A bright fireball streaks right near the core of the Milky Way. Just above the arch, the planet Jupiter is visible. Off to the right, the Moon is glowing and reflecting off the crashing waves shortly before it sets and disappears below the horizon. What an incredible night this was! I knew as soon as I saw the fireball, this would probably be the shot of the night. Later on though, I might've caught a personal favorite. Keep an eye out for that soon!
Earlier in the day, Kona and I made the long drive up from San Diego and the forecast really wasn't looking good for shooting. After being in the car all day, it was another hour to the beach. So, two hours roundtrip for a forecast that wasn't looking good. Thankfully the forecast was wrong and actually worked in my favor for once! It ended up being well worth it as the skies stayed completely clear until we left around 1AM.
I've been taking a bunch of behind the scenes photos for the trip, but have kept endind up without enough service to post them. So, when I get back home, I'll have to put together a bit of a trip recap post.
How'd everyone make out with the Perseids? Tag me if you caught a meteor!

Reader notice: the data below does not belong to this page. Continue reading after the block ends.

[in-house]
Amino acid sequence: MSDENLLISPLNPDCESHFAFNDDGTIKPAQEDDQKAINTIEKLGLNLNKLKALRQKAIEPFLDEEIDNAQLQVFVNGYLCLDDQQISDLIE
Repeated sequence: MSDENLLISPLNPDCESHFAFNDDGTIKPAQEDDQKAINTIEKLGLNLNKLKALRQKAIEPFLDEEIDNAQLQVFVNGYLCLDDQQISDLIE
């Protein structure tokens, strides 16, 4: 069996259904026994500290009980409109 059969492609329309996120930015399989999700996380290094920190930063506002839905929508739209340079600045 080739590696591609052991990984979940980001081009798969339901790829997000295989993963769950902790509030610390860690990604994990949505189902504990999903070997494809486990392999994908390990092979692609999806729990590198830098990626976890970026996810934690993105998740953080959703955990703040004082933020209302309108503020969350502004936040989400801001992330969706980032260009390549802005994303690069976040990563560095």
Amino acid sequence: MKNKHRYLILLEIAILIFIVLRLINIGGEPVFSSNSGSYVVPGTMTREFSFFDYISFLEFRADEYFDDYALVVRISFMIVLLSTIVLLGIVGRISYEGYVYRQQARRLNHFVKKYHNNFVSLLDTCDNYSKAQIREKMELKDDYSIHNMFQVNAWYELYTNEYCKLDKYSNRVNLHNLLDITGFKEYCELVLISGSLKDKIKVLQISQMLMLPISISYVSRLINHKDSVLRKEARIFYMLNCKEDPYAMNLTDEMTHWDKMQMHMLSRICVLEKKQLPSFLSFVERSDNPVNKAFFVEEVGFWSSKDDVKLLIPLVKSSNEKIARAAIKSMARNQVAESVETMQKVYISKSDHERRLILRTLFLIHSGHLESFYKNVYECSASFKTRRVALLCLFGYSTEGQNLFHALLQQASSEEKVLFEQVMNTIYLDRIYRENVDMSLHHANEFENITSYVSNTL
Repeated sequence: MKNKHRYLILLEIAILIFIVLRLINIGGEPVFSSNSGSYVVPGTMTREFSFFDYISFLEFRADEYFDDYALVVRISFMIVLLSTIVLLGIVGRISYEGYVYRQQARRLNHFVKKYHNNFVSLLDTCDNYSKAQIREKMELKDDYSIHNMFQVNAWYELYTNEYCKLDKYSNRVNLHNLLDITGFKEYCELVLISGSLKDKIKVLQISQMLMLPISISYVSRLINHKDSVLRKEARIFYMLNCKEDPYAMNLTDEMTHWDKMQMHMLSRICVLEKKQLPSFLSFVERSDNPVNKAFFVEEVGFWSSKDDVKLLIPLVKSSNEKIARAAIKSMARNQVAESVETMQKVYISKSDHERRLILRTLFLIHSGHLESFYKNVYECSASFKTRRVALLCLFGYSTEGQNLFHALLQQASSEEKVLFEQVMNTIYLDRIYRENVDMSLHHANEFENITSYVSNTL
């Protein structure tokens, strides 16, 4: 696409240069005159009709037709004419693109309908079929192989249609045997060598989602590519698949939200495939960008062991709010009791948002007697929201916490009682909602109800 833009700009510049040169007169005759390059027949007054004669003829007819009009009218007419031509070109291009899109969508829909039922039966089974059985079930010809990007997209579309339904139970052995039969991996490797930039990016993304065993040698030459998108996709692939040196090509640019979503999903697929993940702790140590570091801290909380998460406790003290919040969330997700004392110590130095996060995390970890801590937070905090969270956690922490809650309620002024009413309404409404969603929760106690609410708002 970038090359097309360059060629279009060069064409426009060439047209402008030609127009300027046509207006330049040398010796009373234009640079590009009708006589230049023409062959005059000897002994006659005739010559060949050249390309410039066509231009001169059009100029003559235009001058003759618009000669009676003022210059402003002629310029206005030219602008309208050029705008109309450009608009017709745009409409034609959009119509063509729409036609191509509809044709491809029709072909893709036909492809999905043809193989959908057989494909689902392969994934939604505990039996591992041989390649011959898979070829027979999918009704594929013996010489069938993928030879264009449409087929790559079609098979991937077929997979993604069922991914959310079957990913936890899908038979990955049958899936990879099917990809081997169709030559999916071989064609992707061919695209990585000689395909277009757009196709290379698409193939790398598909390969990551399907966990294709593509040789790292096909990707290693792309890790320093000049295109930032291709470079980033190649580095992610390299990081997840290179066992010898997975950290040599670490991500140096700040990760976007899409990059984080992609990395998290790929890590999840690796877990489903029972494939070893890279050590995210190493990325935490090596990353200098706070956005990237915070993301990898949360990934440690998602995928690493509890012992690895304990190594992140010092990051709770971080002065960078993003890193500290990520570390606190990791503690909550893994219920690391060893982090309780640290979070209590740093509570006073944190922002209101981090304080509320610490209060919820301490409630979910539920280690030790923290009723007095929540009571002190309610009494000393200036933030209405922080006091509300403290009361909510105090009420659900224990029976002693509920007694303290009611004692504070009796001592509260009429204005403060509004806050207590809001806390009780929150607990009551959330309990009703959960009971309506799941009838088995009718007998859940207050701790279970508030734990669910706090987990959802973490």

Sony A7RII - @sigmaphoto 14mm f1.8 ART
@Dell XPS15 9560
Long exposure of water over rocks. Does something this small count as rapids? A waterfall? It was a 1/2 second exposure with the camera braced against a railing while holding my breath and hoping no one else walked by.
Who's excited about the Perseid meteor shower? Whether you're photographing or just out observing, a really active meteor shower can be an awesome experience if you're in the right location.
Do you already have a location picked out? I'm heading out early next week for a bit of a road trip, so I'm still trying to decide where I'm going to head to for the meteor shower. Check out the link in my story for a few tips on photographing & viewing!
It's not always easy to capture meteors in your images. Sometimes they're just out of frame (or entirely out of frame!), but don't get discouraged. Try your best to keep shooting and go back to check your photos at the end of the night. You don't want to miss a bright meteor when you're looking at the back of your camera! Really bright meteors or fireballs get added to photos that you see pretty often on Instagram and can actually be pretty rare. Be ready for a long night, bring great company, great coffee and enjoy!